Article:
Before the pandemic, I completed a project on physicists who lived through the communist period in Czechoslovakia. Speaking from the land of Franz Kafka, they described the risks of running afoul of the state while running an “underground university,” which hosted secret political discussions of smuggled forbidden texts in the 1970s and 80s, and which paved the way for the turn toward democracy in the early 1990s.  

Some of these Czech narrators believe that the threat of totalitarian control never really went away in that region, and for that reason remained vigilant. I was heartened and humbled by their swift action in the face of the invasion, their efforts to influence the Russian government to reverse course, and to help incoming refugees from Ukraine. Their stories will hopefully inspire the current generation of Czechs to defend their hard-won freedom.   

What makes suffering so unbearable is when it is by design. In the strategy of total war, only most recently manifested in Ukraine, the burden of injury, death, destruction, division, and separation of loved ones is planned to produce a desired outcome: the conquest of territory in the most brutal terms, but also the achievement of enforced conformity, complicity, resignation, and humiliation of the recipients of this terror, in short, dehumanization. 

What can make suffering more bearable, at least from my experience interviewing people who have passed through terrible events, is when the subjects of such terror bear witness to what they endured, name it, and pass the stories of loss and survival to others as a testament to their resilience and humanity. Storytelling, in the face of dehumanization, can promise a rehumanization, of those who survived to tell the story, those who did not, those who hear the story, those who keep it, and those who pass it along.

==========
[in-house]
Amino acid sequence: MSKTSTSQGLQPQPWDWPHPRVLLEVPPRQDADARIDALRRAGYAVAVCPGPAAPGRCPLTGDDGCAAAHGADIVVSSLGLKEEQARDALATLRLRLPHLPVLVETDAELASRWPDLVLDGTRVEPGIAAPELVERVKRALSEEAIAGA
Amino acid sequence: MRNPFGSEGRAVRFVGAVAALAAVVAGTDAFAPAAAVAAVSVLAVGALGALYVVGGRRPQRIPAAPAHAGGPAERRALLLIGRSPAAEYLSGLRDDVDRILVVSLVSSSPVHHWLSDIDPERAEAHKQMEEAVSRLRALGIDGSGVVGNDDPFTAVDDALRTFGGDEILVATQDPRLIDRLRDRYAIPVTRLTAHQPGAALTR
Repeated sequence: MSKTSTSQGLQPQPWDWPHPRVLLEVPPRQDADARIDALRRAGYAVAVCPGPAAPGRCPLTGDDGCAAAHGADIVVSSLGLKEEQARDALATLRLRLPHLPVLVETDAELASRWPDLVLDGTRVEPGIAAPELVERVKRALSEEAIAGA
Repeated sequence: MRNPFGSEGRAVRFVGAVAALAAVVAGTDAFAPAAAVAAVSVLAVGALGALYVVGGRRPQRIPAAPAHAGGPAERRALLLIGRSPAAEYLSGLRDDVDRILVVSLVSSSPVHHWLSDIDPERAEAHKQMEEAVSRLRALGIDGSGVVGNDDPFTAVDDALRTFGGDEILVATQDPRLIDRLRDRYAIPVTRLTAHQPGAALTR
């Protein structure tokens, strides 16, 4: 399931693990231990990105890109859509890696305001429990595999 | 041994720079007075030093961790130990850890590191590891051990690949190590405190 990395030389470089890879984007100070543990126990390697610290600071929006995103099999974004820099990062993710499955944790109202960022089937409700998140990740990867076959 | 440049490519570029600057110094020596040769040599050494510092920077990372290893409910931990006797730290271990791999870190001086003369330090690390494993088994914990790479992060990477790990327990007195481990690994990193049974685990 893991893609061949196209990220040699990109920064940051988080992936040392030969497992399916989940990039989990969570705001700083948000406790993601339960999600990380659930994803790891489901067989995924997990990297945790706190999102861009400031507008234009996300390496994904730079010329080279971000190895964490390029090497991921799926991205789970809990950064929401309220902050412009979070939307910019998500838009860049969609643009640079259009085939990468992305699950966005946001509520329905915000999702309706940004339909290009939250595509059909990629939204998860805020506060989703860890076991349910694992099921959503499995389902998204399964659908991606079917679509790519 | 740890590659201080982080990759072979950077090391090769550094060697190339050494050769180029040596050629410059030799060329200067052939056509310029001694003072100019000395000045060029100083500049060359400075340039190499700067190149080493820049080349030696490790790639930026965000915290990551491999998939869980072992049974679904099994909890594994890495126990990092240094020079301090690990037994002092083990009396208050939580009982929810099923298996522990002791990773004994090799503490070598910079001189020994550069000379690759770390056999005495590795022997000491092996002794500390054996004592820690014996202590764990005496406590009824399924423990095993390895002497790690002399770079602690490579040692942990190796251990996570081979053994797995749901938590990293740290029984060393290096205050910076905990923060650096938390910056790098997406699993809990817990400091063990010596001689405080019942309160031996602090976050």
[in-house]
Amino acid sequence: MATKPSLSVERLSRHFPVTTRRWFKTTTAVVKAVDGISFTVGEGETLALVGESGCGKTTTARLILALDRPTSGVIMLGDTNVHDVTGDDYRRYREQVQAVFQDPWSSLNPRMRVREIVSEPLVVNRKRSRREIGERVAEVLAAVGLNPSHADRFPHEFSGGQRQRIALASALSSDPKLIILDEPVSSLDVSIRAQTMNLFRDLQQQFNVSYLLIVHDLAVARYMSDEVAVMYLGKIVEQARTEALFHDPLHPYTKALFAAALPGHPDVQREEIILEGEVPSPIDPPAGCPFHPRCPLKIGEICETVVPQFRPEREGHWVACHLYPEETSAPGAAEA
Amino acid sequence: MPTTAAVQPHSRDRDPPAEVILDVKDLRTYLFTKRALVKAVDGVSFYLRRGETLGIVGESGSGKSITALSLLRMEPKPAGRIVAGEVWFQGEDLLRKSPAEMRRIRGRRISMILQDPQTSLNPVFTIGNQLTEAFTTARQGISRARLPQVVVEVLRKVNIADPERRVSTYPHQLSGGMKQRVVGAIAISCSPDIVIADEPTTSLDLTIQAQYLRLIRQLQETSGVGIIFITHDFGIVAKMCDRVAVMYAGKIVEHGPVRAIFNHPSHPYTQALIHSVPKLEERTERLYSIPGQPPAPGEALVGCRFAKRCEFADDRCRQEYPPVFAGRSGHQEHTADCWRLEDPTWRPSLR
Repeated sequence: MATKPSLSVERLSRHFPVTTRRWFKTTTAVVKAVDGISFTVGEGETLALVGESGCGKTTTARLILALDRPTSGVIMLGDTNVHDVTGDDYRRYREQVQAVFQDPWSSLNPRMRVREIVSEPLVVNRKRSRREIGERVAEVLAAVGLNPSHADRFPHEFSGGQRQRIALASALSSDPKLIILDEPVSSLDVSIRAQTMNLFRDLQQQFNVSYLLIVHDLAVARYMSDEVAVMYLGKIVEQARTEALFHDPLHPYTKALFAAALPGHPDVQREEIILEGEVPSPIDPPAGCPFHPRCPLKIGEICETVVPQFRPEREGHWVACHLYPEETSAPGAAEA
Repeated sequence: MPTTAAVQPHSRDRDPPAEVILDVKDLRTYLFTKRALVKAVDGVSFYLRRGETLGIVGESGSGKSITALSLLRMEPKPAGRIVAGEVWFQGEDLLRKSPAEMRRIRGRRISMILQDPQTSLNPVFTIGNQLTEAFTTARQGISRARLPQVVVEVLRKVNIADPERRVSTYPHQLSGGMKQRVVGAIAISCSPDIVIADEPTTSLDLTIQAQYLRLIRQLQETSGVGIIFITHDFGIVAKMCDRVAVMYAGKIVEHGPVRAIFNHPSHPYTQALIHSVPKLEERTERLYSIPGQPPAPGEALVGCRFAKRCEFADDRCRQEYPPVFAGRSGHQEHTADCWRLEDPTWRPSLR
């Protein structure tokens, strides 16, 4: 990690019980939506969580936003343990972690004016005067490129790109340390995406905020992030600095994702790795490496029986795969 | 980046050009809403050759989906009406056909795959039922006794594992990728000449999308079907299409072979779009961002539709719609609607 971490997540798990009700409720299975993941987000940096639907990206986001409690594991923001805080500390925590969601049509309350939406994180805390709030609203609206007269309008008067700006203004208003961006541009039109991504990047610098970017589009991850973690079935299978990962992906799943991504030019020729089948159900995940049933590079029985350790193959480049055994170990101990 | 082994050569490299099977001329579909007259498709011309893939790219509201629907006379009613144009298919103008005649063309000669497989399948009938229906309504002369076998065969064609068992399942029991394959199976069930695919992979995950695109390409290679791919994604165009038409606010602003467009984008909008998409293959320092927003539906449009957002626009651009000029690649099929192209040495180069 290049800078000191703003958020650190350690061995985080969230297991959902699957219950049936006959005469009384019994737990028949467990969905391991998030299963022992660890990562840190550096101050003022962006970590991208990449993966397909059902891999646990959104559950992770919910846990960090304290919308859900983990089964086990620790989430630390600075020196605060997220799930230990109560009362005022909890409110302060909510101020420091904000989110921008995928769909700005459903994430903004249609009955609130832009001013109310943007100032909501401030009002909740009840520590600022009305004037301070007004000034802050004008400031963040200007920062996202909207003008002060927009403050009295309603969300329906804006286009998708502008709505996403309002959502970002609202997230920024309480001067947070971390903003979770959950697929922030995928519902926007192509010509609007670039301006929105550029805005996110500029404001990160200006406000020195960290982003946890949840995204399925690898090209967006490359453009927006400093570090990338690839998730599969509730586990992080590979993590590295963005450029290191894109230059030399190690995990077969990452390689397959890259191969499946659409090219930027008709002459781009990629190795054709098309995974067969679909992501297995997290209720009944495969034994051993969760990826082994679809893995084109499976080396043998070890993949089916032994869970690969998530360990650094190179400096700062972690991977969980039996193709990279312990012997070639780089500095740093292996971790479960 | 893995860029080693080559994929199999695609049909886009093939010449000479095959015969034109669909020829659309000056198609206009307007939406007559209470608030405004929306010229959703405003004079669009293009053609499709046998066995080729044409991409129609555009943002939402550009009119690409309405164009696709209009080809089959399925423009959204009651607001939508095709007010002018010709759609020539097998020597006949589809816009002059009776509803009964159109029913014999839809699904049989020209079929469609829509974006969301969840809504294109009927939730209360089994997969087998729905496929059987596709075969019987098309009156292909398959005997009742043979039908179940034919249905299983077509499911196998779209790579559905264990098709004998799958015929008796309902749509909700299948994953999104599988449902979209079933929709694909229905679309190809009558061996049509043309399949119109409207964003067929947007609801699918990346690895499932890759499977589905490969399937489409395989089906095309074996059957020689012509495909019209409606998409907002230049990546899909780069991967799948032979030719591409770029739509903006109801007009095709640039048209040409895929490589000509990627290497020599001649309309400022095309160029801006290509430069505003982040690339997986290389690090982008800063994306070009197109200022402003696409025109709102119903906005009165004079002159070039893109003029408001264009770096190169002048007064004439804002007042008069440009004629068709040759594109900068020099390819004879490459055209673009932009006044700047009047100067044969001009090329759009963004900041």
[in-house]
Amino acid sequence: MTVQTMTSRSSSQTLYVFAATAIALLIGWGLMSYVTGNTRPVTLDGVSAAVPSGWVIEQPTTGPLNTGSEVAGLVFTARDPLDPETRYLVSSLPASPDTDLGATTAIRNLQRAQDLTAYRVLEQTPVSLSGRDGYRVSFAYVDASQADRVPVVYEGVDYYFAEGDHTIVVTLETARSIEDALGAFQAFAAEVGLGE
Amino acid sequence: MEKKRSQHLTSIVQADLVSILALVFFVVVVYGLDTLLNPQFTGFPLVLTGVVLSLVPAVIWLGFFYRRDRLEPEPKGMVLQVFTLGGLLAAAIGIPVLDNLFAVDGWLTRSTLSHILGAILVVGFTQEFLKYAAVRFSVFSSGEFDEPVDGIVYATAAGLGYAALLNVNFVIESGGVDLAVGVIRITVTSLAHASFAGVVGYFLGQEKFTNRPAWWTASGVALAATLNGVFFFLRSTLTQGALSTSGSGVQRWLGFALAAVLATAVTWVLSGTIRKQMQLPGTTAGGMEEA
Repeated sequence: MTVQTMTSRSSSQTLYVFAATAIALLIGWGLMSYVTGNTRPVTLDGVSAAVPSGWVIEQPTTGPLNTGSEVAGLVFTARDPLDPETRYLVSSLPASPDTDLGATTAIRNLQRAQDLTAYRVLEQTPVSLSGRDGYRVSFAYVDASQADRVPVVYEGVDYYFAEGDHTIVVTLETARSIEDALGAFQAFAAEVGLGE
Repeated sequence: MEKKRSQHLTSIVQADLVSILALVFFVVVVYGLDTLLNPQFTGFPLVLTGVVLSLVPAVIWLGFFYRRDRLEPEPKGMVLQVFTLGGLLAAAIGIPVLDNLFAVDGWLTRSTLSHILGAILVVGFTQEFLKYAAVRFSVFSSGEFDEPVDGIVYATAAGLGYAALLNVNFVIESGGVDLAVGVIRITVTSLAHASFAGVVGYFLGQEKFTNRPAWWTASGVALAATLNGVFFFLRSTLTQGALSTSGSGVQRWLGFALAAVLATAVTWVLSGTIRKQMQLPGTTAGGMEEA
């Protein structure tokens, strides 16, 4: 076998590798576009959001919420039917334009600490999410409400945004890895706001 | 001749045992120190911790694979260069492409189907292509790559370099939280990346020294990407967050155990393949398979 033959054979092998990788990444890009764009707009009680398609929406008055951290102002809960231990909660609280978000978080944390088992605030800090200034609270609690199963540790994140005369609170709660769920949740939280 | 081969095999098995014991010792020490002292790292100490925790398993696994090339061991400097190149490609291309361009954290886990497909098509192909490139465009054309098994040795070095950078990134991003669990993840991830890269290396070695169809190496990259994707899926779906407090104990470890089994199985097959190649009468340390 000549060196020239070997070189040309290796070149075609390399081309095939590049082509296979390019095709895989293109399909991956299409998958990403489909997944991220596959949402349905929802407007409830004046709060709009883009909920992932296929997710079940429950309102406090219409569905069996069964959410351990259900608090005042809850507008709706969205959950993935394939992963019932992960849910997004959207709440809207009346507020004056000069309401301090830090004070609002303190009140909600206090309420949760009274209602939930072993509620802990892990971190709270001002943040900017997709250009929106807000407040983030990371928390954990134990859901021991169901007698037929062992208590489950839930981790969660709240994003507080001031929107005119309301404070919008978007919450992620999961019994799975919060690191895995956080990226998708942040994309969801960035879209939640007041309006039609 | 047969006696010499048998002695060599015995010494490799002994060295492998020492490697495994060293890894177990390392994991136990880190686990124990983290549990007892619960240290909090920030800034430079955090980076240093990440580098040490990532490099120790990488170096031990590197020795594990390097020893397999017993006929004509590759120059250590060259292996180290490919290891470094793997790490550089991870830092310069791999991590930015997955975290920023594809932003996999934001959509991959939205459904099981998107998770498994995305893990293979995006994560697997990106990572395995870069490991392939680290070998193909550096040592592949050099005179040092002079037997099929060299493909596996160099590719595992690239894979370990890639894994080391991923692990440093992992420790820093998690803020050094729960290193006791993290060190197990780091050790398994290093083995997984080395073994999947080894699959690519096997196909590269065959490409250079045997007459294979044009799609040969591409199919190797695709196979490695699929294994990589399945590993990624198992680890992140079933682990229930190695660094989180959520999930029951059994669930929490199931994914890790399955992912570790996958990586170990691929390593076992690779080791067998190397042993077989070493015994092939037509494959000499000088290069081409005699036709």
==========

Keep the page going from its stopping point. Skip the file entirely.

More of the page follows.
Of course, this most acute crisis, this war, requires direct and immediate action. Part of this action is a commitment to the expression and dissemination of narratives of multiple, diverse experiences, in Ukraine, in Russia, and everywhere a single voice threatens to silence all others. As gutted as I am by the horror of this war, I do find hope in the assistance provided to many millions of those who are suffering. The stories circulating about the plight of Ukrainians are aimed most urgently at stopping the war; but they are also, I think, about spreading the load of grief and loss to any and all who will listen. They indicate what is most powerful about oral history. Stalin is reported to have said, apropos of the deliberate starvation of millions of Ukrainians at the beginning of the 1930s: “If only one man dies of hunger, that is a tragedy. If millions die, that is only a statistic.” Apocryphal or not, the statement expressed well the numbing effect of brutality at scale. But a story is not a list of numbers; it is the meaning of an experience to an individual. Oral testimony counters the enormity of Stalinist terror with an individual experience and perspective, amplified by the number of listeners, readers, and repeaters, each connected to one person’s visceral truth.